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The Arab Israeli relations generally fell during this period, although this does not mean there were not improvements in relations, as the end of the period generally marked a turning point. However, at the start of the period, relationships were poor. At the start of the period, in 1948 the Israelis were able to utilise their superior army to push back the Arab nations so that they now owned over 80% of former Palestine. The Arab states were bitter in defeat, vowing to destroy Israel in future and refusing to accept the state of Israel.
Hence one can argue the First Arab Israeli war was significant as it served to provoke the Arabs into doing everything they could to harm/destroy Israel. Indeed, this was the case as evidenced by the Suez Crisis of 1956. Although the initial attack was launched by Israelis, the British and the French, the actions of Nasser were a key cause. Firstly, Egypt closed of the Straits of Tiran to Israel in an attempt to damage Israeli trade, and this marked a further fall in relations. Relations were worsened by super power involvement as both the USA and USSR sought to improve the strength of Israel and Egypt respectively.
The USA gave Israel $65 million between the First Arab Israeli War and the Suez Crisis which was invested in the IDF; this gave the Israelis a sense that they were ready for war. Likewise, the USSR also supported Egypt, giving them the impression they too were ready for war as they were given weapons whilst Soviet advisors even arrived in Egypt in an attempt to help improve the infrastructure. The superpowers therefore used both Egypt and Israel as a means of furthering their own conflict, which equally worsened the situation in the Middle East.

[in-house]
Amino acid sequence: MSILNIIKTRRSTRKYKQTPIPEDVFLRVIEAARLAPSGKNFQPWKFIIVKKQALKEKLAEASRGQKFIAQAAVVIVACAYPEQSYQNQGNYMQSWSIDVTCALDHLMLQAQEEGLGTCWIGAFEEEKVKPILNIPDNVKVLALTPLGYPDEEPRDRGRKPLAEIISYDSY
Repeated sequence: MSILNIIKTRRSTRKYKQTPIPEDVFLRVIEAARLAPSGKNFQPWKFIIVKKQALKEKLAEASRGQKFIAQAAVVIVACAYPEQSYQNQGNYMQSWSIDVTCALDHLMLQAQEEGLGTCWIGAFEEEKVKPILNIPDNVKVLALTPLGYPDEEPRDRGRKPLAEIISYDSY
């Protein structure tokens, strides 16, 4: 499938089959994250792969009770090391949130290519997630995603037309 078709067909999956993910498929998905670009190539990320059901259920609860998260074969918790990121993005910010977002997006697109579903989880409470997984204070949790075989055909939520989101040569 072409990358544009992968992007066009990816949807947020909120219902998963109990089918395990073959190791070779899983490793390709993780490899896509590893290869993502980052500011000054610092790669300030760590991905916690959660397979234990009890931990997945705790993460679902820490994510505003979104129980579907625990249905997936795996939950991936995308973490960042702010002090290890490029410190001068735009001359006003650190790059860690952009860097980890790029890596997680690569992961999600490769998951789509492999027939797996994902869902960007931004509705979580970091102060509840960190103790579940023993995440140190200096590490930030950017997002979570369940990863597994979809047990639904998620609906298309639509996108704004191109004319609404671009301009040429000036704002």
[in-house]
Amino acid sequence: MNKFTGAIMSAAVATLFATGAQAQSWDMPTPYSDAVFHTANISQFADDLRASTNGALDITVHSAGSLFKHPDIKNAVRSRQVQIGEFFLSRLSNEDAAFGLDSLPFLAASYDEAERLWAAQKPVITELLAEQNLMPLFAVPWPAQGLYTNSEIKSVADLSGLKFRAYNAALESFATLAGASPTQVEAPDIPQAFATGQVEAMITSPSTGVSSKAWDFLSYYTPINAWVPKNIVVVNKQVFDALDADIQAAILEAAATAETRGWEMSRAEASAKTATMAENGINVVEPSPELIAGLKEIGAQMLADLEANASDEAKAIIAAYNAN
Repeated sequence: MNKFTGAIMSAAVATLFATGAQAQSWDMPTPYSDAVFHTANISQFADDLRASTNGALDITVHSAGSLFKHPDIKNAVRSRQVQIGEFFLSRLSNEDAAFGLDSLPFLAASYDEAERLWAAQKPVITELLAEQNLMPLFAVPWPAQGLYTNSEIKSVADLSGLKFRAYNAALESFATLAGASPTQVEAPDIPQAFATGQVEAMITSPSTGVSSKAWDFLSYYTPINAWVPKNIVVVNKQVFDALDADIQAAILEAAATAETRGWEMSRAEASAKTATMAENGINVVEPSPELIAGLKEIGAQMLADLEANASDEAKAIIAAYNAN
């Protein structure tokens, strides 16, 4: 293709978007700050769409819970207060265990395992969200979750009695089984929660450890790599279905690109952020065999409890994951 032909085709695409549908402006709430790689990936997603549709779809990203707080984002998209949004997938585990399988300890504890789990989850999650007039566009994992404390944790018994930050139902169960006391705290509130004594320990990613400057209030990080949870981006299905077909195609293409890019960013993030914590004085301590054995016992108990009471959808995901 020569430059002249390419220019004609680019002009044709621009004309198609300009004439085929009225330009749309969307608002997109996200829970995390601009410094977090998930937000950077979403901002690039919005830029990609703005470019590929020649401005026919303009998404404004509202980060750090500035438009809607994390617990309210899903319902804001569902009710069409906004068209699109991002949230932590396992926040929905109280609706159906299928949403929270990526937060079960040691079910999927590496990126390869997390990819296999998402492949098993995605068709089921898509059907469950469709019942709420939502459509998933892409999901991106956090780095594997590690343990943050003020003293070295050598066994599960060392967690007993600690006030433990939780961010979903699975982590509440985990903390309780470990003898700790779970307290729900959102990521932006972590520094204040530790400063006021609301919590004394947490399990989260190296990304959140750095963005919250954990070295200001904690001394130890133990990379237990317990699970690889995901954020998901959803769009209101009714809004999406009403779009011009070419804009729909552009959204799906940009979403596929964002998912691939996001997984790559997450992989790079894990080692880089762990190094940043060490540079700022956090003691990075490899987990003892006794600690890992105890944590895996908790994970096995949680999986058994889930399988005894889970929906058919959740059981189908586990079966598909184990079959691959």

The Israeli attack, aided by the British was stopped by the Americans and Soviets although Israel did make gains in territory- yet the super power involvement meant that the situation felt “unfinished” and another attack seemed imminent. I think this event was one of the most significant factors in the fall of relations, due to the superpower involvement as well. The Six day war of 1967 occurred arguably as a direct consequence to the Suez Sinai conflict although there were other factors. When UN peacekeeping troops were removed following the Suez crisis, Israel felt threatened and attacked.
On the 5th of June, Israel launched a primitive strike destroying 90% of the Egyptian air force in six hours. Israel was then able to overpower the Arab nations, taking the Sinai, the West Bank and the Golan Heights within six days. This escalation in violence shows that the relationships had fallen further: they were characterised by the “Three NOs”- A refusal to negotiate, accept or maintain peace with Israel. This led to the outbreak of the Yom Kippur war which the Israelis eventually won destroying lost 700 tanks and 1600 soldiers whilst Israel had lost 2800 soldiers whilst there were still territorial disputes.
Yet the sheer speed and strength of the Egyptian advance had shocked the Israelis who suddenly felt more exposed, whilst the IDF, by the end of the war, were only 100km from Cairo. The damage that was evident following the war forced both sides into adopting an approach to improve their relations, as war was no longer an option. Hence, there was a period of improved relations, as both sides sought to improve relations. The USA was critical in this, acting as a medium for both sides to negotiate. Kissinger, particularly helped the negotiations through Shuttle diplomacy.
America also held discussions with Israel, to try and prevent a war so that the war would not spill over into battle between the super powers. It was also in the USA’s interests to hold discussions with Egypt so that the oil supply to the USA would not be disrupted. Show preview only The above preview is unformatted text This student written piece of work is one of many that can be found in our GCSE International relations 1945-1991 section.